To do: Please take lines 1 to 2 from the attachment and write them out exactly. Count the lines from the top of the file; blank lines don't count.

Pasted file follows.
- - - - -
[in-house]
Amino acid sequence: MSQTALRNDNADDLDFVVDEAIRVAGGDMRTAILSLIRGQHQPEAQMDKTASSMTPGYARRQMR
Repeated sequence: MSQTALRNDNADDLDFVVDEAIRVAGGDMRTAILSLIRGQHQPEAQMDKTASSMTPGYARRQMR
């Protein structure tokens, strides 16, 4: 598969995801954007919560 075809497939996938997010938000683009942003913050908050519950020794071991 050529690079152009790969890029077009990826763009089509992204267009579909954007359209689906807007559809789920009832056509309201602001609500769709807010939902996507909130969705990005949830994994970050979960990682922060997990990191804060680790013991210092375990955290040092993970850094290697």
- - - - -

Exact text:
[in-house]
Amino acid sequence: MSQTALRNDNADDLDFVVDEAIRVAGGDMRTAILSLIRGQHQPEAQMDKTASSMTPGYARRQMR